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Archive for the ‘bioengineering’ category: Page 100

Sep 21, 2015

The First Man-Made Biological Leaf Turns Light and Water Into Oxygen

Posted by in categories: bioengineering, space travel

If humanity hopes to realize its dreams of exploring the stars, we’re going to need to find ways to recreate life on Earth aboard a spaceship. Simply stockpiling enough vital supplies isn’t going to cut it, which is what led Julian Melchiorri, a student at the Royal College of Art, to create an artificial biological leaf that produces oxygen just like the ones on our home planet do.

The problem with using natural foliage on our interstellar explorations is that plants may not flourish in zero gravity as much as we’d need them to. But since they’re a better way to produce oxygen than simply trying to carry countless tanks full of O2, Melchiorri wanted to engineer a better alternative that would easy survive the rigors of space travel.

The First Man-Made Biological Leaf Turns Light and Water Into Oxygen

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Sep 15, 2015

The Imminence of Transhuman Technologies

Posted by in categories: bioengineering, ethics, existential risks, genetics, health, innovation, neuroscience

Progress always seems to ride a slippery slope. Innovations generally bring a plethora of potential benefits and just as many dangers, the obvious and the hidden. Technologies that tamper with our biological constructs is well underway in the neuro- and biotech industries. Historically, innovations in medicine have usually been beneficial on the aggregate.

But these new breakthroughs go beyond preventing and healing pre-existing causes. Transhuman technologies hold the promise of enhancing who we are as individuals and potentially as an entire species, and the decisions surrounding these technologies are far from simple. Dr. Nayef Al-Rodhan, a philosopher, neuroscientist, and director of the Geneva Center for Security Policy, believes we should be acting now to prepare for the inevitable and the unpredictable ramifications.

Framing Human Motivation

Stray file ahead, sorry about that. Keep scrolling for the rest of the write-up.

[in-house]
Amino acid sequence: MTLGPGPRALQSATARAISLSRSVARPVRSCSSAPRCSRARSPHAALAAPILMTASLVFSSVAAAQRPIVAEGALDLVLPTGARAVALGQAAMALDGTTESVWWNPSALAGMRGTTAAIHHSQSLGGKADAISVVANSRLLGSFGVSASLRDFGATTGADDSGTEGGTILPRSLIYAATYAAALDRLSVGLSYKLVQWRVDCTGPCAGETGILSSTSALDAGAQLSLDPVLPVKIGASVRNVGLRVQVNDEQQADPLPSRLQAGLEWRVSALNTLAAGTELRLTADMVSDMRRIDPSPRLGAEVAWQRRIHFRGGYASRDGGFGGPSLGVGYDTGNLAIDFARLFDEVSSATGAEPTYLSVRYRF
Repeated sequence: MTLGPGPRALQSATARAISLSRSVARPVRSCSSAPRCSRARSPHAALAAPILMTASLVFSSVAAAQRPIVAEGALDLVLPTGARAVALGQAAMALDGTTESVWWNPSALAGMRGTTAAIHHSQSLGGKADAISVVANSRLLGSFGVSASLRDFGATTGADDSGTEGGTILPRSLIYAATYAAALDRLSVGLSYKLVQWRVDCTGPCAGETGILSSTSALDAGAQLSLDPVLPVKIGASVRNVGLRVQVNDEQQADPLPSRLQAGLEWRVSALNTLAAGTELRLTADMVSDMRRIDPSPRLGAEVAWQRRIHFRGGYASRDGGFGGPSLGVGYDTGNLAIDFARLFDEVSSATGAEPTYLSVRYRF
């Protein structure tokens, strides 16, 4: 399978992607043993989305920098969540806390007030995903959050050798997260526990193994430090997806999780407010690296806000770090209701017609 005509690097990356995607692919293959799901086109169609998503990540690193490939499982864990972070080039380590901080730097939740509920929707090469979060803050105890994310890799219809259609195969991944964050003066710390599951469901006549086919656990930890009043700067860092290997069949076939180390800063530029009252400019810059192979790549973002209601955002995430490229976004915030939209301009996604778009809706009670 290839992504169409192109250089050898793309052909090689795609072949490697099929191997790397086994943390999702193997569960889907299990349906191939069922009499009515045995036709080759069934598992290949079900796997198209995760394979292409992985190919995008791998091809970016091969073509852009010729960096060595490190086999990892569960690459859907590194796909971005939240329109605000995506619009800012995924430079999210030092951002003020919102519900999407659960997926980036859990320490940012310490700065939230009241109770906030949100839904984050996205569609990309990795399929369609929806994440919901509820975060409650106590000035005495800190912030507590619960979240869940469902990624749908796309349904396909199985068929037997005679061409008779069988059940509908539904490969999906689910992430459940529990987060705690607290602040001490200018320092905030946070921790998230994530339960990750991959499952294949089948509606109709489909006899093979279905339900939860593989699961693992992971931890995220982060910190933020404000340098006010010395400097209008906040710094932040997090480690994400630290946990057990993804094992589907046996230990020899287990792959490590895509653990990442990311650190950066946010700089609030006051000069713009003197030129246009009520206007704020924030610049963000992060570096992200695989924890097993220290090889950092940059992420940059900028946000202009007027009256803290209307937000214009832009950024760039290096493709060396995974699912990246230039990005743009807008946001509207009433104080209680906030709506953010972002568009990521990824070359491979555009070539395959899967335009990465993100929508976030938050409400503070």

Considering our mixed track record as a species in rolling out groundbreaking innovations, discussing and finding potential solutions to many of the hidden dangers, and obvious ones, seems more than reasonable. One of the more puzzling questions is, where do we begin to have a pragmatic conversation on the ethics of these technologies?

There are plenty of theories about what drive human decisions, not least because human morality is infinitely complex and our minds crave frames through which to make sense of chaos. Dr. Al-Rodhan has his own conception of what drives human motivations. He makes meaning using the lens of “5 P’s” – Power, Pride, Profit, Pleasure, and Permanence – which he posits drive human motivations. “This is my view, the foundation of my outlook…this perceived emotion of self interest drives our moral compass.”

Continue reading “The Imminence of Transhuman Technologies” »

Sep 10, 2015

Transhumanists are on a quest to discover eternal life. Is the citizen science they use the future of technology?

Posted by in categories: bioengineering, life extension, transhumanism

Interesting article in The Telegraph on biohacking and recent Grindfest, where the Immortality Bus stopped:


Immortality aside, DIY “bio-hacking” could provide solutions to everyday problems, despite the risks involved.

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Sep 8, 2015

Gene Editing Is Now Cheap and Easy—and No One Is Prepared for the Consequences

Posted by in categories: bioengineering, biotech/medical, genetics

In April 2015, a paper by Chinese scientists about their attempts to edit the DNA of a human embryo rocked the scientific world and set off a furious debate. Leading scientists warned that altering the human germ line without studying the consequences could have horrific consequences. Geneticists with good intentions could mistakenly engineer changes in DNA that generate dangerous mutations and cause painful deaths. Scientists — and countries — with less noble intentions could again try to build a race of superhumans.

Human DNA is, however, merely one of many commercial targets of ethical concern. The DNA of every single organism — every plant, every animal, every bacterium — is now fair game for genetic manipulation. We are entering an age of backyard synthetic biology that should worry everybody. And it is coming about because of CRISPRs: clustered regularly interspaced short palindromic repeats.